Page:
I have seen some questions about I/O on this forum, but they were scattered about, here is a quick refernce of the I/O commands, and what they are good for.
INPUT #/PRINT #: These are very good for access of things that you would put into an array, mainly because they are very quick. They are also usefull for loading bitmaps and text files, but not prefered here, since jumping around the program using SEEK tends to be a bit slow. They also open up the COM ports and allow you to swap information with other computers.
OUT/IPN: These are best for sending information to RAM or to a port other than COM. Meaning, it would be pretty good for USB or LPT1. I use them mostly for sending controls to the monitor.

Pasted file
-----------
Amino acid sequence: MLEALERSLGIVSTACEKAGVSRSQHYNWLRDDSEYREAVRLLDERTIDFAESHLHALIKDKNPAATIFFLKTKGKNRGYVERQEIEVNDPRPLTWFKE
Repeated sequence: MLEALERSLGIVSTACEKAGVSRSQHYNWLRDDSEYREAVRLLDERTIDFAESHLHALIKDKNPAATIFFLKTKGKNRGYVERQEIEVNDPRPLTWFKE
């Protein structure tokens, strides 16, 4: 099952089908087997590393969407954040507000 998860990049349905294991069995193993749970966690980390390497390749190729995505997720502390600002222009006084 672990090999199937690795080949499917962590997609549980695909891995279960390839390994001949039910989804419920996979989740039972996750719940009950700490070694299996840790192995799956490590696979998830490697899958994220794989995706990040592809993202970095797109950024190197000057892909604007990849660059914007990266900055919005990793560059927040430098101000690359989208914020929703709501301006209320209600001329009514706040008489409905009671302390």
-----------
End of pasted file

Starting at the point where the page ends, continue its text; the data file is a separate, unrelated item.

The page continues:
PEEK/POKE: This is best for reading BIOS or reading/writing to specific RAM positions, but it can access almost anywhere in the computers working, again I use them mostly for monitor control. Be careful with POKE, if you put something in the wrong place it may permanately damage your computer.
GET/PUT: This is what you want to use if you need to work with files, such as a word processor, or a GUI. This is what most programmers use for files that are stored on a disk, since the programmer has complete control over where in the file everything is stored. They don't work well at all for much else, and they are fairly slow.
WRITE: This command works very much like the PRINT statement, I never use it.
BLOAD/BSAVE: By far the fastest way to load or save huge chunks of data, on my 386 computer it can save a 32KB file almost instantly. This is the best for huge arrays, that loading by looping would be too slow. I have used these time and time again for images that I have use GET to store a screen image.